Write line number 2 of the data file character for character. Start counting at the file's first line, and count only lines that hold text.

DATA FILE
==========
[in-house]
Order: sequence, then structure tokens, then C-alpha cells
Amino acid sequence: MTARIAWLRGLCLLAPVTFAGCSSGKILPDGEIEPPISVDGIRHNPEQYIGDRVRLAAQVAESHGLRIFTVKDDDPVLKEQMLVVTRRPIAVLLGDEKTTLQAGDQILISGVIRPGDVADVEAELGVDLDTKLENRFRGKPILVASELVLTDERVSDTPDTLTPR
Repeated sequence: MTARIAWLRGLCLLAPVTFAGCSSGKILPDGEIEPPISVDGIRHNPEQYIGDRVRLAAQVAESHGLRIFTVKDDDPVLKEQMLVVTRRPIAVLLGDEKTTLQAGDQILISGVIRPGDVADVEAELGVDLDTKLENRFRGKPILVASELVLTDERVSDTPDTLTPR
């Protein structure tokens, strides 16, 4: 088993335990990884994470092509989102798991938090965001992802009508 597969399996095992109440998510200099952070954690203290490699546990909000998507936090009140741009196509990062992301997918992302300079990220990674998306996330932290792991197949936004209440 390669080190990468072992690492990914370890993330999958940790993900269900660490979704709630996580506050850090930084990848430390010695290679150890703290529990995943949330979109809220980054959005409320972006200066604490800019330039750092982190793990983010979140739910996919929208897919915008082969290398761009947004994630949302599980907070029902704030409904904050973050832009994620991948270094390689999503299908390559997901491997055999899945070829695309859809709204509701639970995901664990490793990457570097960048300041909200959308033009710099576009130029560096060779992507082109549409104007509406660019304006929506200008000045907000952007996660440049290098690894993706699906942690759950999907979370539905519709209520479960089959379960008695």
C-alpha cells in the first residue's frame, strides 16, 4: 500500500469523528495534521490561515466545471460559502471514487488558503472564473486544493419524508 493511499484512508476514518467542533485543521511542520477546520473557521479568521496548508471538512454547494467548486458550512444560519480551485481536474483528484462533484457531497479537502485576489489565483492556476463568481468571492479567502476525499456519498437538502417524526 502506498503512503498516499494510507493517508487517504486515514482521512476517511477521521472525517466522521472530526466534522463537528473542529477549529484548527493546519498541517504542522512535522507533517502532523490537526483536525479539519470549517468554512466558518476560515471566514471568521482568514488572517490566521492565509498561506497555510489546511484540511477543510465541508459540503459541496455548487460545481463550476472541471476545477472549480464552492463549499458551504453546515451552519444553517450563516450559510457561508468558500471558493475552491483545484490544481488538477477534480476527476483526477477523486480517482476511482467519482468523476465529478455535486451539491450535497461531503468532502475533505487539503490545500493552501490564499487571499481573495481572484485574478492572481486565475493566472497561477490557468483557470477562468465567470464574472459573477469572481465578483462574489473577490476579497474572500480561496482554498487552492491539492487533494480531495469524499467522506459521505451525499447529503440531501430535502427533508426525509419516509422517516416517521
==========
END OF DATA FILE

Order: sequence, then structure tokens, then C-alpha cells